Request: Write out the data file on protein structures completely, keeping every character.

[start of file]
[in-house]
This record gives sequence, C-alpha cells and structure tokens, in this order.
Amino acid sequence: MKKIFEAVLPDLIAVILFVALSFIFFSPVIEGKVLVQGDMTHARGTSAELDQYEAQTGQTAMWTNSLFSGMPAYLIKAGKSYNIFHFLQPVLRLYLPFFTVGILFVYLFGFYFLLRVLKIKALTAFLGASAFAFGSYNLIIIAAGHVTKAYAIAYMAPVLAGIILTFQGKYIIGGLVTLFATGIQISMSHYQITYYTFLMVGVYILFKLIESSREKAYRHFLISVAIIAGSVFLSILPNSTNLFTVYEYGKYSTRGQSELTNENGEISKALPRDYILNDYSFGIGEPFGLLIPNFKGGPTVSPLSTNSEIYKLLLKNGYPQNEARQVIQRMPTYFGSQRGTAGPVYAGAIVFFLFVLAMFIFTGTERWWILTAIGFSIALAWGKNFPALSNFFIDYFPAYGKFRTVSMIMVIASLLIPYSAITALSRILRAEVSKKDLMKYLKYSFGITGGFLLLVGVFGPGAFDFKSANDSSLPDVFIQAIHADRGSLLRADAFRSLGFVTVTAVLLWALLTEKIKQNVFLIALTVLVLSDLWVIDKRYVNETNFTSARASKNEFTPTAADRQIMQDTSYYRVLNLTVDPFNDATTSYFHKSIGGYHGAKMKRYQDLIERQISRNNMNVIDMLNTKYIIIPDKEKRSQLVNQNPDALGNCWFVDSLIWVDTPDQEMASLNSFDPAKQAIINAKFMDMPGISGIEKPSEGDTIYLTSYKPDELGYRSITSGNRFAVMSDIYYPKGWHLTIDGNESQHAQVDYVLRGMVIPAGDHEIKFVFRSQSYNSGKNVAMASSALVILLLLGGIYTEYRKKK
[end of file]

[in-house]
This record gives sequence, C-alpha cells and structure tokens, in this order.
Amino acid sequence: MKKIFEAVLPDLIAVILFVALSFIFFSPVIEGKVLVQGDMTHARGTSAELDQYEAQTGQTAMWTNSLFSGMPAYLIKAGKSYNIFHFLQPVLRLYLPFFTVGILFVYLFGFYFLLRVLKIKALTAFLGASAFAFGSYNLIIIAAGHVTKAYAIAYMAPVLAGIILTFQGKYIIGGLVTLFATGIQISMSHYQITYYTFLMVGVYILFKLIESSREKAYRHFLISVAIIAGSVFLSILPNSTNLFTVYEYGKYSTRGQSELTNENGEISKALPRDYILNDYSFGIGEPFGLLIPNFKGGPTVSPLSTNSEIYKLLLKNGYPQNEARQVIQRMPTYFGSQRGTAGPVYAGAIVFFLFVLAMFIFTGTERWWILTAIGFSIALAWGKNFPALSNFFIDYFPAYGKFRTVSMIMVIASLLIPYSAITALSRILRAEVSKKDLMKYLKYSFGITGGFLLLVGVFGPGAFDFKSANDSSLPDVFIQAIHADRGSLLRADAFRSLGFVTVTAVLLWALLTEKIKQNVFLIALTVLVLSDLWVIDKRYVNETNFTSARASKNEFTPTAADRQIMQDTSYYRVLNLTVDPFNDATTSYFHKSIGGYHGAKMKRYQDLIERQISRNNMNVIDMLNTKYIIIPDKEKRSQLVNQNPDALGNCWFVDSLIWVDTPDQEMASLNSFDPAKQAIINAKFMDMPGISGIEKPSEGDTIYLTSYKPDELGYRSITSGNRFAVMSDIYYPKGWHLTIDGNESQHAQVDYVLRGMVIPAGDHEIKFVFRSQSYNSGKNVAMASSALVILLLLGGIYTEYRKKK